As brothers in arms and the sons of a black man, the six Littleton brothers of Toolesboro, Iowa, not only fought to abolish slavery but gave their lives for the North during the Civil War.
Thomas, William, George, John, Kendall and Noah all enlisted, all fought in bloody battles and all were buried (from 1862 to 1864) before they knew the war’s outcome.
"This is truly the most tragic and historic war story ever told," write Tom Woodruff of Davenport and Ed Bayne of Wapello on the cover of their booklet, "Littleton: Brothers in War," a project of the Louisa County Historical Society.
The brothers will be honored Memorial Day (May 28) with a program that begins at 8:30 a.m. on the Iowa River bridge on Highway 99 in Wapello.
"We’re gradually finding out more and more," Tom says. "We have a lot more to learn."
The story came to light as Tom perused a 56-page scrapbook of Louisa County newspaper clippings dated 1846 to 1906. It included short clippings about the "Lyttelton" family war casualties. Subsequent research — land records, at the Rock Island Arsenal and at cemeteries where the brothers are buried — revealed the correct spelling as Littleton and the fact all six died.
Unfortunately, Tom says, no photos of them have been found. But the story continues to fascinate, from its initial publication last July in "LOUISA’S hiSTORY" magazine to a follow-up article in October and additional materials.
"We really think this story needs to be told," Tom says.
In 1840, James and Martha Littleton brought their growing family from Maryland and then Ohio to explore the opportunities of the Iowa Territory. They eventually bought farmland near Toolesboro. Their nine children (six boys and three girls) survived after the parents died, Martha in 1853 and James in 1860, and were buried in Potters Timber Cemetery. Records and research indicate Martha was white and that James, a mulatto, came from free slave roots.
Just months after the Civil War began in April, 1861, Thomas, 25, enlisted on July 16 into Company C of the 5th Iowa Infantry and William, 24, followed into Company K of the 8th Iowa Infantry on Sept. 21. George, the oldest at 33, enlisted from New Boston, Ill., where he lived on March 26, 1862. The other three, John, 31, Kendall, 19, and Noah, 16, enlisted together into Company F of the 19th Iowa Infantry on Aug. 21, 1862.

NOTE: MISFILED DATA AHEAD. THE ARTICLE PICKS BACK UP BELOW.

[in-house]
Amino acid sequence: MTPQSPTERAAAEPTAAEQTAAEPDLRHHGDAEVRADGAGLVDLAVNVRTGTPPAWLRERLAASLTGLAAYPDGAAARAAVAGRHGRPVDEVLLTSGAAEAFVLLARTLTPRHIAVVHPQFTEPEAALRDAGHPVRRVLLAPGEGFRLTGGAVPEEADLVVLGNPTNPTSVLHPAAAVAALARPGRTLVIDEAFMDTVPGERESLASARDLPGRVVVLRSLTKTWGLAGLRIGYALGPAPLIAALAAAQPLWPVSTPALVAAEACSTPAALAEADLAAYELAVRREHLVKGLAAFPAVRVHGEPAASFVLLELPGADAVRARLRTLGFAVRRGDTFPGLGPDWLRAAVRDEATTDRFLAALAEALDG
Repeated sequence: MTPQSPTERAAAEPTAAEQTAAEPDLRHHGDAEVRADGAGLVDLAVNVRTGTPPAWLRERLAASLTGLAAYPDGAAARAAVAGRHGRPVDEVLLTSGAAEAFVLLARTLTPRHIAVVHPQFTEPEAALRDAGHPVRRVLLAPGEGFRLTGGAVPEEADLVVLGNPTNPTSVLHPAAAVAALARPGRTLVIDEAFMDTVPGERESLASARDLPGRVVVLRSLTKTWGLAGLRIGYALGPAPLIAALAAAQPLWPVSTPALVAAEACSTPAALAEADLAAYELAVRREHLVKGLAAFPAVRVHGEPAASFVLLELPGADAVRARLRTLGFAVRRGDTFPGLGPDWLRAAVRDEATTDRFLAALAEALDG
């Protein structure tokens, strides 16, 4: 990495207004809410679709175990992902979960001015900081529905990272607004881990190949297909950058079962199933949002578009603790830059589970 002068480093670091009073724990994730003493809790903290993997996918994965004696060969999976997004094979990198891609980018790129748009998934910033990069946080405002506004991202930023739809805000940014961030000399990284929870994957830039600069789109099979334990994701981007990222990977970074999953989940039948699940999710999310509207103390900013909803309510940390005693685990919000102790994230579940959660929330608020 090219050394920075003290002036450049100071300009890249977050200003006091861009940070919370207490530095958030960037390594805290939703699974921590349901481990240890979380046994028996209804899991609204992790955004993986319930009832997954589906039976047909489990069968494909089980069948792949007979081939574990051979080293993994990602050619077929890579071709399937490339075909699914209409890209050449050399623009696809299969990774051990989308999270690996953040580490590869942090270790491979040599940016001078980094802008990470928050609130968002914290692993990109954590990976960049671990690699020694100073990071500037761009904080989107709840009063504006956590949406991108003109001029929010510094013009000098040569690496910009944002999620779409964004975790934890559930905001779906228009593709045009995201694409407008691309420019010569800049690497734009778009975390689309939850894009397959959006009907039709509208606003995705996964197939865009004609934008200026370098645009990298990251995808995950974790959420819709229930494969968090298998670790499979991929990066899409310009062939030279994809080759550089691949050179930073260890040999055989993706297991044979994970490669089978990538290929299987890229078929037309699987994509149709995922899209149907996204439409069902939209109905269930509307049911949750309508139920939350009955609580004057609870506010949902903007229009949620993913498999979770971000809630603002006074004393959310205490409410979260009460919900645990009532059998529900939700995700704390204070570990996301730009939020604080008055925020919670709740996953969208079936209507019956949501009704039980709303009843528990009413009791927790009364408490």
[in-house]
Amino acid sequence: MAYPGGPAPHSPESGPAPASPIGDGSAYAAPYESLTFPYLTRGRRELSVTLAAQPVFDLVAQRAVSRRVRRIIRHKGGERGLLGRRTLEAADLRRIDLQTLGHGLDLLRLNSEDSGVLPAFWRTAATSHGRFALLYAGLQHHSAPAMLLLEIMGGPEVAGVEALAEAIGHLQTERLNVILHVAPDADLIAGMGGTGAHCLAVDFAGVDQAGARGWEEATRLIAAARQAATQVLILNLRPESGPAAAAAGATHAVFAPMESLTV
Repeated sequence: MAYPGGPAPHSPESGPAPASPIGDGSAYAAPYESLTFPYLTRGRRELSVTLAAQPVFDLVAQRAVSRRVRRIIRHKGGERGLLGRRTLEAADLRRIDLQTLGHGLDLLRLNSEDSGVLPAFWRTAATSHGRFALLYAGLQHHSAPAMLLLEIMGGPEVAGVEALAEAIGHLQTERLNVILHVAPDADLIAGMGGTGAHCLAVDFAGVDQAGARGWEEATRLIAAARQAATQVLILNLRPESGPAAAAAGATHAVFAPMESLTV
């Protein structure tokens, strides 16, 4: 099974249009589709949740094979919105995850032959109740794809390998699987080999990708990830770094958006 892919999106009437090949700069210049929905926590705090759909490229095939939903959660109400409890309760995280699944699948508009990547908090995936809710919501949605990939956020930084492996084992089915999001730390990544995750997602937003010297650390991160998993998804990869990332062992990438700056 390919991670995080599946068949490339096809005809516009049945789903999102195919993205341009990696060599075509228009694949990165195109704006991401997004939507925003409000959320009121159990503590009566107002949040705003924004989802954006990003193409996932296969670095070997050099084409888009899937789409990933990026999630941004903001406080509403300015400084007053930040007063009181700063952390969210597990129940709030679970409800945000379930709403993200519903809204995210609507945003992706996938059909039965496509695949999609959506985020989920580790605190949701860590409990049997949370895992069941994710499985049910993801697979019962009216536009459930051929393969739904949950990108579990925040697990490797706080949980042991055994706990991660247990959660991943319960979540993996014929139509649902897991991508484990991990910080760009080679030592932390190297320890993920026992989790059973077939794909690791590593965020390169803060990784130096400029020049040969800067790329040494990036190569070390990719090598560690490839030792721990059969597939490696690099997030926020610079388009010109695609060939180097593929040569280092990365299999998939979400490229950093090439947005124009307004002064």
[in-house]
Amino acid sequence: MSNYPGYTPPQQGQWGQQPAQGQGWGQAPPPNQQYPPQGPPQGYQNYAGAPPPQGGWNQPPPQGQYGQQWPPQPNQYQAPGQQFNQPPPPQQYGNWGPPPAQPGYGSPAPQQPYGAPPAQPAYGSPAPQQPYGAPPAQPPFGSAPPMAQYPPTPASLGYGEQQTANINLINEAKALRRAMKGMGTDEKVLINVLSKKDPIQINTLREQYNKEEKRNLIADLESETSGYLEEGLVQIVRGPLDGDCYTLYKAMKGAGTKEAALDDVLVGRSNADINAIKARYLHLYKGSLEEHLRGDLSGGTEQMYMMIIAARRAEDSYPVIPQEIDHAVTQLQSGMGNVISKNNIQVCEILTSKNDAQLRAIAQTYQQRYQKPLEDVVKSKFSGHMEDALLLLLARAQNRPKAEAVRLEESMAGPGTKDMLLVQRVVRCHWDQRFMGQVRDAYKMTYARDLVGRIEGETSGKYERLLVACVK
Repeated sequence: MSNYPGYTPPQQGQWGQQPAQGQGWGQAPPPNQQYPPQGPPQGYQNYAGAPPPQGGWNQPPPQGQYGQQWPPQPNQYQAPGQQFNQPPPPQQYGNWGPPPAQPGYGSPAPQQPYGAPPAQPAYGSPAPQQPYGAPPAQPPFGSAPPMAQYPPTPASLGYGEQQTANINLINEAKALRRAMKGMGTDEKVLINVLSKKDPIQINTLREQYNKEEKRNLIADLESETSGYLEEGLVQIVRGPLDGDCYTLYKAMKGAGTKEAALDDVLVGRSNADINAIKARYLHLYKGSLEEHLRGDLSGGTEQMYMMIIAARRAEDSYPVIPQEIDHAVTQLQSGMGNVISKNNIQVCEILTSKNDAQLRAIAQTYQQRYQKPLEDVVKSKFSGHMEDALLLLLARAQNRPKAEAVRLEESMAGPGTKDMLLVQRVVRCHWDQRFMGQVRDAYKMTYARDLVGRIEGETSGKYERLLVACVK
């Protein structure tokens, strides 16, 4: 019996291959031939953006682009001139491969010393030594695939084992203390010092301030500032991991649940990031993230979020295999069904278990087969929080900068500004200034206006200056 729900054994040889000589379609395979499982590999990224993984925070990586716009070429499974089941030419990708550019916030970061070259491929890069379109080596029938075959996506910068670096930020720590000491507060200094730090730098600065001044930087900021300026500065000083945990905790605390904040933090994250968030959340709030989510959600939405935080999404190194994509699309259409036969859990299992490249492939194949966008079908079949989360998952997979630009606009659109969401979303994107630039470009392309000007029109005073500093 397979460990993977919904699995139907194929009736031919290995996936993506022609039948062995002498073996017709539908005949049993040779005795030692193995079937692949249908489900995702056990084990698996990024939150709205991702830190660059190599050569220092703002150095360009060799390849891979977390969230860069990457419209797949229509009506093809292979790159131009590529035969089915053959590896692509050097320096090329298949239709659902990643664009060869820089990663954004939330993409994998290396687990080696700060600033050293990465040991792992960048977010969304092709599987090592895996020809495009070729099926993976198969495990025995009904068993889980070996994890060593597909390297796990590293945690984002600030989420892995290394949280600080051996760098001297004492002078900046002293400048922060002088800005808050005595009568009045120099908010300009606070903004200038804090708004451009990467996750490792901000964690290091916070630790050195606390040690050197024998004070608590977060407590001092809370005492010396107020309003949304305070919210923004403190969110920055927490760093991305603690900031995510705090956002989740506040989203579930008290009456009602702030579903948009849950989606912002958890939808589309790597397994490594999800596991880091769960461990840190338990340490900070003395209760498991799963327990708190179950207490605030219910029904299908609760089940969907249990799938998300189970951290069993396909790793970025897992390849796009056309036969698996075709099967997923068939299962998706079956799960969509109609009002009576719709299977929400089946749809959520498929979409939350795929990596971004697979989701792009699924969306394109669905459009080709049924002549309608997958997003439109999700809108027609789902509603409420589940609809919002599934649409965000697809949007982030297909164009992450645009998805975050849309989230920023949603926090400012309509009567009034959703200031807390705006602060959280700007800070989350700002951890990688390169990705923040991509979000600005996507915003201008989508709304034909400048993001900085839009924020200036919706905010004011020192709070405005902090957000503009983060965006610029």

Why they enlisted isn’t clear, although records indicate Louisa County abolitionists and supporters of the Underground Railroad had helped the family get settled. An 1856 census shows the boys were white, yet the 1860 census had them as mulattos. They all joined white units.
"We actually believe there was a time in our country when people looked at you for who you were and what you contributed to the country," Tom says.
Kendall was killed Dec. 7, 1862, less than four months after enlisting, at the Battle of Prairie Grove, Ark..
John died 11 days later, Dec. 18, of injuries from the same battle..
Noah survived that battle but drowned March 1, 1863, when a ferryboat sank crossing the White River at Forsyth. Mo.
George probably died in early 1863, having been discharged Oct. 31, 1862, because of disease. He’d been captured in the battle of Harpers Ferry Va.
William died Dec. 8, 1863, in a St. Louis hospital of chronic diarrhea. He’d fought at Shiloh, Jackson, Miss., and Vicksburg.
Thomas, the first to enlist, was the last to die on June 16, 1864, at the Confederate’s notoriously horrible Andersonville Prison in Georgia where he is buried (at left). He’d fought at Corinth and Champions Hill, Miss., and Vicksburg before his capture Nov. 25, 1863 during the battle of Missionary Ridge, Tenn,
"People would have known who these boys were," Tom says. "And they gave their lives."
Comments: (319) 398-8323; email@example.com